PHAT GIRL FRESH Blogger & Writer MAUI BIGELO:“Every community or group of people are recognized by name, why should the plus size community be any different? The plus label is not a way to exclude us, it is a way to connect us to one another. The plus label is painted and worn with pride by women who love themselves and dare to live out loud despite what society says. It is not one to be worn in shame and should not be dropped because some women are uncomfortable or feel that they have outgrown it.”
 STYLE OVER SIZE Fashion Blogger JAMILYN GRIGGS:“When I think of the term plus size, I think of it as an identifier when shopping. For me, it is not a term I deem as negative. When shopping, it allows me to shop with 90% confidence that there is something in my size.
I’m a myriad of descriptions and just so happens ‘plus’ is in there as well. Doesn’t take away from being a black woman who is a daughter, friend and shopaholic that can make you laugh. I’m proud to be who I am."
 JUST CURVES CEO YOLANDA WILLIAMS:“The only reason why some people want to drop the plus is because they believe the negative connotations surrounding the word. For some, plus size means fat and we all know what fat means in this society… lazy, greedy, sloppy, disgusting. Being fat seems to be one of the worst things you can be. Some might argue that using a term like plus size perpetuates the negativity because it separates and classifies. 
Dropping the plus won’t make people stop bullying fat people or make designers care more about plus size fashion. Dropping the plus won’t force the media to discontinue perpetuating fat stereotypes or force companies to stop harmful advertising practices that perpetuate diet culture and unrealistic body standards. BUT, if prominent plus size celebrities would actually embrace the plus, they would send a strong message by changing the meaning of the words, associating it from being negative to positive. Words like healthy, beauty, strength, and perseverance. Imagine the impact on young women struggling with their bodies if Ashley Graham would have said on Ellen, ‘Yes, I’m plus size, and proud! There is nothing wrong with that label… I embrace it because it doesn’t mean I am unhealthy or less worthy of mainstream modeling opportunities, love, or happiness. It just means there’s more of me to love! It’s not me that needs to change, it’s society’s thinking about what those word means!‘ How POWERFUL would that have been?"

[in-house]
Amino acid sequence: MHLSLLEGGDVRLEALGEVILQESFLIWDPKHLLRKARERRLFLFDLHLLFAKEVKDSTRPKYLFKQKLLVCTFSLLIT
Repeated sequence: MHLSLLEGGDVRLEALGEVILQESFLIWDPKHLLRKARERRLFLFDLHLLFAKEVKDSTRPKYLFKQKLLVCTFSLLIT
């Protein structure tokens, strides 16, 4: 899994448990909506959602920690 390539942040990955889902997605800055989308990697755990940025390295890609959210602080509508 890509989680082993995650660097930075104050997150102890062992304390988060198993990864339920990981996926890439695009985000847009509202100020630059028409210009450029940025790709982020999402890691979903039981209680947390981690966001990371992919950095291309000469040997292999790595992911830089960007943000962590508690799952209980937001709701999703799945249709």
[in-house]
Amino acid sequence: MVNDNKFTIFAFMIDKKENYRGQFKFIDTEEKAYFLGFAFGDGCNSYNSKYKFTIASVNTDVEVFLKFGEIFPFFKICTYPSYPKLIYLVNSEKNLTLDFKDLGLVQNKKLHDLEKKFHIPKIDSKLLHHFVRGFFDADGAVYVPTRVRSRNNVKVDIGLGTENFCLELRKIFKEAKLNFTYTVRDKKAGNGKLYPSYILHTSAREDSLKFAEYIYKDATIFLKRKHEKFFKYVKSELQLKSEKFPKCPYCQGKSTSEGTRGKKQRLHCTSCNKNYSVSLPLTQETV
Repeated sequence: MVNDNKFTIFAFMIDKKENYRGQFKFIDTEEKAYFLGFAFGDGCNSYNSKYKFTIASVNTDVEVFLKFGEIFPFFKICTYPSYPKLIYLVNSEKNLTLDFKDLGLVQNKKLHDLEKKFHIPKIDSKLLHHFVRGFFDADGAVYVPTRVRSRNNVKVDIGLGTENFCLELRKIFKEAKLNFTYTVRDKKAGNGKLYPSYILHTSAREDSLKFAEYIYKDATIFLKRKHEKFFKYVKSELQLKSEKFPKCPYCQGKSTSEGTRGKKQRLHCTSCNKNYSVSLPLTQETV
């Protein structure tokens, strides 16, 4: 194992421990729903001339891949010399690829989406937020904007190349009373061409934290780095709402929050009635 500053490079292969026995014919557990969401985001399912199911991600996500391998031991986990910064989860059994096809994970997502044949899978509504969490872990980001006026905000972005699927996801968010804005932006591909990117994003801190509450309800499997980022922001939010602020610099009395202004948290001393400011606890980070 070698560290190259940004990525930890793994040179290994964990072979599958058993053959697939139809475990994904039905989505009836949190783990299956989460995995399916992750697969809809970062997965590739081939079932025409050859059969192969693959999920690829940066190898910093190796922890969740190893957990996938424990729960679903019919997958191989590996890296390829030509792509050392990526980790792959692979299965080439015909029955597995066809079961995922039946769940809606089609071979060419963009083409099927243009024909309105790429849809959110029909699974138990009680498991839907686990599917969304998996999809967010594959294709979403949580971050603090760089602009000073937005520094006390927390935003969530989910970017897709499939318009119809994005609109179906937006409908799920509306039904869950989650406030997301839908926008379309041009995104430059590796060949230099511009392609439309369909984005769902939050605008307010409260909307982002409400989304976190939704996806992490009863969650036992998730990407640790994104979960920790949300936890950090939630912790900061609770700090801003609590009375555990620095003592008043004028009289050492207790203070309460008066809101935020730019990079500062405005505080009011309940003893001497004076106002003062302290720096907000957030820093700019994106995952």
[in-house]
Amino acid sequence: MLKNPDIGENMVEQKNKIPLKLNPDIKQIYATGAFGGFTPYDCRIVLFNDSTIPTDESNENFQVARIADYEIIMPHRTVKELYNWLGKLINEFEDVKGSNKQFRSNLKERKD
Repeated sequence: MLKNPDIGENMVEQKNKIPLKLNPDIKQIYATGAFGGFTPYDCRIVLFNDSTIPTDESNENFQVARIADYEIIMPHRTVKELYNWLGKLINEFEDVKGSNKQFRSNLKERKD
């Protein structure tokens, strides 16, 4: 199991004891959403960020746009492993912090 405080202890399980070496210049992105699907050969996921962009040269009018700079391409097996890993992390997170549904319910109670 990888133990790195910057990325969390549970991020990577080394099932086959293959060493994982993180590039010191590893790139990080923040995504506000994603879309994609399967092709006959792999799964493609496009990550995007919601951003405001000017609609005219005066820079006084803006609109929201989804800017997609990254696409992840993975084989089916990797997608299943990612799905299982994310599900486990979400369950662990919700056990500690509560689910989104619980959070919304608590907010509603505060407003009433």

Alex full body shot - Feb 2016
DOROTHY COMBS MODELS Plus Model CANDICE KELLYl:“My association with the term ‘Plus Size’ has always been neutrally inclusive. Growing up, I was fortunate to witness beautiful representations of my similar body type in my daily life. These women, mainly my mom, exuded this warm, gracious confidence that demanded the rooms attention with just their presence. 
My first experience of actually conceptualizing the variants of sizes, ‘plus sizes’ in particular, was around the age of 13. While shopping with my mom, she asked me to grab a pair of “Queen Sized” pantyhose from the hosiery section of the department store. To me, the label itself made perfect sense because my mom is a Queen. With this perception of sizing, I aspired to one day wear my own Queen Sized pantyhose; I envisioned it to be something like my crowning day.However, if you were to read some the Drop the Plus commentary you would think being called Plus Size is a derogatory term that sets you back from making any real social or economic progress within society.
From my perspective, I typically see a certain group of individuals with an assured level of privilege fighting to Drop the Plus; it may be because throughout their lives they have operated without association to any particular identity, but once they’re given a label like plus size, their responses are somewhat hostile, as if the term plus size is oppressive. 
In my opinion, a more proactive approach to actually empower people would be to embrace the beauty in being plus size and add that to the conversation to help normalize the term. Relatively speaking, I’m a black woman, there are negative connotations linked with both words ‘black’ and ‘woman’, but I can’t just create a hashtag like #DropTheBlack or #DropTheWoman and that will rid minds of all undesirable associations. The world will still see me as a BLACK WOMAN.
I’ll just #KEEPTHEPLUS."